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Pediatrics. 2014 Apr;133(4):e955-63. doi: 10.1542/peds.2013-2425. Epub 2014 Mar 31.

Free thyroxine levels after very preterm birth and neurodevelopmental outcomes at age 7 years.

Author information

1
Clinical Sciences, Murdoch Childrens Research Institute, Royal Children's Hospital, Parkville, Victoria, Australia;

Abstract

BACKGROUND AND OBJECTIVES:

Preterm infants commonly have transient hypothyroxinemia of prematurity after birth, which has been associated with deficits in general intellectual functioning, memory, attention, and academic achievement. However, research has predominantly focused on thyroxine levels in the first 2 weeks of life and outcomes are limited to the preschool period. Our objective was to evaluate the relationships between free thyroxine (fT₄) levels over the first 6 weeks after very preterm (VPT) birth with cognitive functioning and brain development at age 7 years.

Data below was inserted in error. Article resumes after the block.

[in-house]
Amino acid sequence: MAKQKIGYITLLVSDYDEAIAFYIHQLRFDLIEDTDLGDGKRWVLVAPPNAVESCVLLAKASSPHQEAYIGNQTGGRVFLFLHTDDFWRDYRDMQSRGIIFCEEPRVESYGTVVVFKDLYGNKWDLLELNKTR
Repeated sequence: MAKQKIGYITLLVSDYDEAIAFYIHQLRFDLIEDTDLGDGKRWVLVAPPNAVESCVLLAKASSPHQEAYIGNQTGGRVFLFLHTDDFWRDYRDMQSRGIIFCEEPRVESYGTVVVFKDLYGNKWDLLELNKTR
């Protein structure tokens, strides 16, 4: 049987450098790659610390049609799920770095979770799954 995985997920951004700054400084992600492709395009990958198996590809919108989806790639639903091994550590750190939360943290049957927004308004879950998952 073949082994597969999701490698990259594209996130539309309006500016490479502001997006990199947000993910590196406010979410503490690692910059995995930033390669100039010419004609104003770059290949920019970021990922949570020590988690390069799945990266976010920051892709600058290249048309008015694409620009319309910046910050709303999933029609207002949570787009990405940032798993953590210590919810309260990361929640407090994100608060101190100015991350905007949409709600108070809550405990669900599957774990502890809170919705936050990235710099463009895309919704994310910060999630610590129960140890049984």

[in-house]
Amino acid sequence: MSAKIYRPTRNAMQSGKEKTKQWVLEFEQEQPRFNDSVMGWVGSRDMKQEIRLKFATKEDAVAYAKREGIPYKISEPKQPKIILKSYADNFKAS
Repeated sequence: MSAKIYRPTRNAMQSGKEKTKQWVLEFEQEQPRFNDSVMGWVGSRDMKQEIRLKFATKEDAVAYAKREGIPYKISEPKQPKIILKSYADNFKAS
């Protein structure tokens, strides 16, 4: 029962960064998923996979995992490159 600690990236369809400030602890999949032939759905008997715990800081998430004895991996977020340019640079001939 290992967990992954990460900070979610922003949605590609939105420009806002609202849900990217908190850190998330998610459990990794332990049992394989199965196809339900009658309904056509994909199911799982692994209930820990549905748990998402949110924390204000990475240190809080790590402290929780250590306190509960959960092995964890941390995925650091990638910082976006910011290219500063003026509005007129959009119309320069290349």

METHODS:

A total of 83 infants born VPT (<30 weeks' gestation) had fT₄ concentrations measured postnatally and 2- and 6-week area under the curve (AUC) summary measures were calculated. Follow-up at age 7 years included a neuropsychological assessment and brain MRI. Univariable and multivariable regression modeling was used where AUC for fT₄ was the main predictor of neurodevelopmental outcome at age 7 years.

RESULTS:

Multivariable modeling revealed that higher, not lower, postnatal fT₄ levels (2-week AUC) were associated with poorer cognitive performances at age 7 years on tasks of verbal learning (P = .02), verbal memory (P = .03), and simple reaction time (P < .001). A similar pattern of results was found when the 6-week AUC was examined. No significant associations between postnatal fT₄ levels and brain volumes at age 7 years were identified.

CONCLUSIONS:

Results are contradictory to previous observations and suggest that after adjustment for confounders, higher postnatal fT₄ levels in VPT infants, rather than lower levels, may be a marker of adverse neuropsychological development in childhood.

KEYWORDS:

brain volumes; cognitive outcome; hormones; preterm infants; thyroxine

PMID:
24685955
PMCID:
PMC3966502
DOI:
10.1542/peds.2013-2425
[Indexed for MEDLINE]
Free PMC Article

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